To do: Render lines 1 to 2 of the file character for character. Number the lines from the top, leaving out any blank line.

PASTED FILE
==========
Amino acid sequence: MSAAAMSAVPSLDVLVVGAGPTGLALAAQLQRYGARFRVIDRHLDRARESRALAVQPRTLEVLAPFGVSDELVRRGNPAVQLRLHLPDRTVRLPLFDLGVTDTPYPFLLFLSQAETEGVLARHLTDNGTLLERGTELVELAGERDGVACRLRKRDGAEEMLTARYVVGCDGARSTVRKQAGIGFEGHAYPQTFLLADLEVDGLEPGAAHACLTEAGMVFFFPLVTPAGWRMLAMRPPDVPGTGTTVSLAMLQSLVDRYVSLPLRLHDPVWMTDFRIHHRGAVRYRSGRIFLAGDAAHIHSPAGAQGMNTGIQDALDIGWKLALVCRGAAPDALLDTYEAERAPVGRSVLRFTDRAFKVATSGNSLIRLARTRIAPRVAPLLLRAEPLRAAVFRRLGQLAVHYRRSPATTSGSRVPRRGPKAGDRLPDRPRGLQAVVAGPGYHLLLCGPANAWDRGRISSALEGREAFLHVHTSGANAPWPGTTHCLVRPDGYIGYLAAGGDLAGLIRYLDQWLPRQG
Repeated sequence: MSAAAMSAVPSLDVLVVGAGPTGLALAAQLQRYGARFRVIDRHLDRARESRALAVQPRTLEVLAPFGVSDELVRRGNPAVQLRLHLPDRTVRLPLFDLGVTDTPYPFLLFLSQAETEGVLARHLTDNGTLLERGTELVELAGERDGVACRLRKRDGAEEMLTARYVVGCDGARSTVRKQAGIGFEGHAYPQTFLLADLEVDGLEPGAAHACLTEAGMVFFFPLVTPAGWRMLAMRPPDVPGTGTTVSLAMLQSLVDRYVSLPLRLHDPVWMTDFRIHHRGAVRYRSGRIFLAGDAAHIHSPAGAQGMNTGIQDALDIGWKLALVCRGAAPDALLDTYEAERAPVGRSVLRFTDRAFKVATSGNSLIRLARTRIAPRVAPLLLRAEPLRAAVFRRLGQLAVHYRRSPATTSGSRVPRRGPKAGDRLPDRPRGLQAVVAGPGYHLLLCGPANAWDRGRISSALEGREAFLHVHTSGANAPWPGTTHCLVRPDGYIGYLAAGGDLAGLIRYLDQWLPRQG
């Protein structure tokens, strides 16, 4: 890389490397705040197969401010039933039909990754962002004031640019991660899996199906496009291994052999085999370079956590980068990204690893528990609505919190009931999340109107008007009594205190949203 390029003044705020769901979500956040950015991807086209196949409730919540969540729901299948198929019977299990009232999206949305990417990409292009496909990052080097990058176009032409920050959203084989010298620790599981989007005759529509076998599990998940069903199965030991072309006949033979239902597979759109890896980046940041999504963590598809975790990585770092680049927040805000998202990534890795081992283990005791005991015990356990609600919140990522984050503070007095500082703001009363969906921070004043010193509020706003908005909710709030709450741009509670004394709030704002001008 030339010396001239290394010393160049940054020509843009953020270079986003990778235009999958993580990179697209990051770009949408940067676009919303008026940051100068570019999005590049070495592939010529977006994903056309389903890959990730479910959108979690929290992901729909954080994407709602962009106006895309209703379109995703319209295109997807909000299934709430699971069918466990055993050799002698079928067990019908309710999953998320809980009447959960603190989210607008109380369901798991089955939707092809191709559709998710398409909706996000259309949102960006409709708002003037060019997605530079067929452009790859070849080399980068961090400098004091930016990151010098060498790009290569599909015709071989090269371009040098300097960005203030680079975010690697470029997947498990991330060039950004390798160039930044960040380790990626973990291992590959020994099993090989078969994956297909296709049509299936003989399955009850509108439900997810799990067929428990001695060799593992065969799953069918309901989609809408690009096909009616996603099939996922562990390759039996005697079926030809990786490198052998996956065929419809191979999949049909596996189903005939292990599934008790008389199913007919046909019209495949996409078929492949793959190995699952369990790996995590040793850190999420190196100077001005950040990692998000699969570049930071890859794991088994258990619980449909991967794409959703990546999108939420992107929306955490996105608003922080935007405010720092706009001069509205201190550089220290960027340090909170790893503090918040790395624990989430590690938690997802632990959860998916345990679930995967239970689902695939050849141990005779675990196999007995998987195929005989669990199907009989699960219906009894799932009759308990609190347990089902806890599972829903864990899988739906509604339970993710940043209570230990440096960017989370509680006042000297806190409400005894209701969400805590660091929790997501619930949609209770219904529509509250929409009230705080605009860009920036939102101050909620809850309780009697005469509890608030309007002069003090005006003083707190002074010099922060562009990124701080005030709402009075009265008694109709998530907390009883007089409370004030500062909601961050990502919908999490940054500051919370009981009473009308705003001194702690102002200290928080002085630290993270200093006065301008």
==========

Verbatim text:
Amino acid sequence: MSAAAMSAVPSLDVLVVGAGPTGLALAAQLQRYGARFRVIDRHLDRARESRALAVQPRTLEVLAPFGVSDELVRRGNPAVQLRLHLPDRTVRLPLFDLGVTDTPYPFLLFLSQAETEGVLARHLTDNGTLLERGTELVELAGERDGVACRLRKRDGAEEMLTARYVVGCDGARSTVRKQAGIGFEGHAYPQTFLLADLEVDGLEPGAAHACLTEAGMVFFFPLVTPAGWRMLAMRPPDVPGTGTTVSLAMLQSLVDRYVSLPLRLHDPVWMTDFRIHHRGAVRYRSGRIFLAGDAAHIHSPAGAQGMNTGIQDALDIGWKLALVCRGAAPDALLDTYEAERAPVGRSVLRFTDRAFKVATSGNSLIRLARTRIAPRVAPLLLRAEPLRAAVFRRLGQLAVHYRRSPATTSGSRVPRRGPKAGDRLPDRPRGLQAVVAGPGYHLLLCGPANAWDRGRISSALEGREAFLHVHTSGANAPWPGTTHCLVRPDGYIGYLAAGGDLAGLIRYLDQWLPRQG
Repeated sequence: MSAAAMSAVPSLDVLVVGAGPTGLALAAQLQRYGARFRVIDRHLDRARESRALAVQPRTLEVLAPFGVSDELVRRGNPAVQLRLHLPDRTVRLPLFDLGVTDTPYPFLLFLSQAETEGVLARHLTDNGTLLERGTELVELAGERDGVACRLRKRDGAEEMLTARYVVGCDGARSTVRKQAGIGFEGHAYPQTFLLADLEVDGLEPGAAHACLTEAGMVFFFPLVTPAGWRMLAMRPPDVPGTGTTVSLAMLQSLVDRYVSLPLRLHDPVWMTDFRIHHRGAVRYRSGRIFLAGDAAHIHSPAGAQGMNTGIQDALDIGWKLALVCRGAAPDALLDTYEAERAPVGRSVLRFTDRAFKVATSGNSLIRLARTRIAPRVAPLLLRAEPLRAAVFRRLGQLAVHYRRSPATTSGSRVPRRGPKAGDRLPDRPRGLQAVVAGPGYHLLLCGPANAWDRGRISSALEGREAFLHVHTSGANAPWPGTTHCLVRPDGYIGYLAAGGDLAGLIRYLDQWLPRQG